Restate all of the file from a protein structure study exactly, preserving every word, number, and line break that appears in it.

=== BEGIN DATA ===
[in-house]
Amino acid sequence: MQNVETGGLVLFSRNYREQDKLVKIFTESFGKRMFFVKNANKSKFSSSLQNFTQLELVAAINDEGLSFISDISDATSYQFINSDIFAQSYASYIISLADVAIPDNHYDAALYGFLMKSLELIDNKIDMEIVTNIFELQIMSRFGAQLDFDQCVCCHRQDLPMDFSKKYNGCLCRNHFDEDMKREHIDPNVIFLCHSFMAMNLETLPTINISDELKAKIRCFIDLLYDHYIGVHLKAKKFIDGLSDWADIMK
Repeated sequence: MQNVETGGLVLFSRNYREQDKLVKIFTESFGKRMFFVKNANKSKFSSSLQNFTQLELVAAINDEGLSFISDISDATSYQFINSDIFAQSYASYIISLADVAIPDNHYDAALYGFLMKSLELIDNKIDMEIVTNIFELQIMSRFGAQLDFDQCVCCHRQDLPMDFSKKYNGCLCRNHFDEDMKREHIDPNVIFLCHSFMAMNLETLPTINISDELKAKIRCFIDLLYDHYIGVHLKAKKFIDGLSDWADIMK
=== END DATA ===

[in-house]
Amino acid sequence: MQNVETGGLVLFSRNYREQDKLVKIFTESFGKRMFFVKNANKSKFSSSLQNFTQLELVAAINDEGLSFISDISDATSYQFINSDIFAQSYASYIISLADVAIPDNHYDAALYGFLMKSLELIDNKIDMEIVTNIFELQIMSRFGAQLDFDQCVCCHRQDLPMDFSKKYNGCLCRNHFDEDMKREHIDPNVIFLCHSFMAMNLETLPTINISDELKAKIRCFIDLLYDHYIGVHLKAKKFIDGLSDWADIMK
Repeated sequence: MQNVETGGLVLFSRNYREQDKLVKIFTESFGKRMFFVKNANKSKFSSSLQNFTQLELVAAINDEGLSFISDISDATSYQFINSDIFAQSYASYIISLADVAIPDNHYDAALYGFLMKSLELIDNKIDMEIVTNIFELQIMSRFGAQLDFDQCVCCHRQDLPMDFSKKYNGCLCRNHFDEDMKREHIDPNVIFLCHSFMAMNLETLPTINISDELKAKIRCFIDLLYDHYIGVHLKAKKFIDGLSDWADIMK